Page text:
Data as a Strategic AssetBy
Finance and accounting professionals must lead the strategic conversation around high-quality, data-driven insights.
Within any organization, a leader’s role is to identify and clearly communicate the organization’s vision, mission, and value proposition. Based on that vision, short-, mid-, and long-term strategic objectives are determined, and the vision is seen through into execution. As part of the strategic initiative, contingency plans should be proactively developed for conditions when the business environment changes unexpectedly. Employees are then empowered to tie the strategy to key performance indicators (KPIs) relevant to every vital part of the organization. As Alexander Peiniger, CEO of quintly, says, “In the end, you should only measure and look at the numbers that drive action, meaning that the data tells you what you should do next.”
Data is the operative word there. Outcome-driven data strategy is the key to the success of this entire process. Jim Johnson, a former CFO of Adaptive Insights, takes Peiniger’s advice one step further, saying, “Data is the lifeblood of an organization. It separates opinions from facts and can provide a competitive advantage for an organization. From knowing who your customers are and what they are doing with your products, to understanding how profitable a line of business or geography is, more companies are looking to the CFO to define the metrics and measurements that will be tracked to manage growth, enable agility, and ensure long-term sustainability.”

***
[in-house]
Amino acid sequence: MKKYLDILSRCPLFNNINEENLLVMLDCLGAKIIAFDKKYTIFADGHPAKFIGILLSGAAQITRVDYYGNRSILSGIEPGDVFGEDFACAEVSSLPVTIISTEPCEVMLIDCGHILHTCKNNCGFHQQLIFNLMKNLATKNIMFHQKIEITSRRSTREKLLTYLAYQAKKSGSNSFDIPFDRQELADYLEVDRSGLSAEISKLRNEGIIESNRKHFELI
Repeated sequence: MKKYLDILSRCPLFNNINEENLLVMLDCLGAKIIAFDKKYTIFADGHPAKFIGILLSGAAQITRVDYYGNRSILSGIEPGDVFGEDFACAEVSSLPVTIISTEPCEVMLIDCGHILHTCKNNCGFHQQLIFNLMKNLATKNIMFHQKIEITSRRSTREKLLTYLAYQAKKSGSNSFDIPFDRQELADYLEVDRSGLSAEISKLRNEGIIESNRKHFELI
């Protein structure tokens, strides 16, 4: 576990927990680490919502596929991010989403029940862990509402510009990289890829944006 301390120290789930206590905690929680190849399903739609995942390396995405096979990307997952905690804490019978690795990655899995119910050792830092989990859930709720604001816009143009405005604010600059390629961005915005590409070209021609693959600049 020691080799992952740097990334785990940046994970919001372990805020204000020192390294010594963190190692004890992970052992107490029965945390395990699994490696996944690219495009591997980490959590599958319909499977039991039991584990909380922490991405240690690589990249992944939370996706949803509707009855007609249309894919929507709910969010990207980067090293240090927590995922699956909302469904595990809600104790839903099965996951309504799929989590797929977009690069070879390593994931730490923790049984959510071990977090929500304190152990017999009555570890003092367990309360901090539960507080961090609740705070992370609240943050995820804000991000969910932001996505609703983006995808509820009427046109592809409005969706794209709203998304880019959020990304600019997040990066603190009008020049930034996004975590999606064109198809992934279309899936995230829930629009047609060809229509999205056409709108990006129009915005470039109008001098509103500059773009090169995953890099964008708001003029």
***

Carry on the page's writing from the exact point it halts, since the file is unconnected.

It’s essential to create a solid data management system to ensure timely access to high-quality organizational data to produce these financial and nonfinancial KPI measurements and other necessary high-quality information. When data is missing, it should be a priority to create processes to systematically capture the data, focusing on timeliness, quality, and all the other data-management aspects.
The digital revolution began around the world in the latter half of the 20th Century. Current conversations about data consistently include “data analytics,” “Big Data,” and “data as an asset.” How do we define data in the modern world? The dictionary will tell you that data is a noun, plural of Latin “datum,” and the word has been used since the 17th Century. Then and now, data is a raw material for creating information and is a fundamental element for decision making.
Over time, the pace of data evolution has continued to increase. When IBM released its first computers in 1952, accountants became early adopters. With the digital revolution intensifying, organizations started converting and saving paper documents into digital formats (digitizing). New technologies developed, transforming manual processes into digital ones (digitalizing). All these changes exponentially multiplied the quantity of digital data.
In October 2020, McKinsey published a survey titled “How COVID-19 has pushed companies over the technology tipping point—and transformed business forever.” The survey identified that “digital adoption has taken a quantum leap at both the organizational and industry levels,” stating that “the COVID-19 crisis has accelerated the digitization of customer interactions by several years.” For accounting and finance professionals, paper documents and manual processes became significantly less common during the last year, when most accounting departments were forced to work remotely due to the pandemic lockdowns.
DATA AS AN ASSET
Many C-level executives, managers, and accounting and finance professionals agree that enterprise data is an asset. But there’s still rarely a recognition of financial and nonfinancial data as a strategically important asset. Without data management and analytics, the data’s quality is often lacking. IBM discovered that bad data costs $3.1 trillion annually in the United States alone.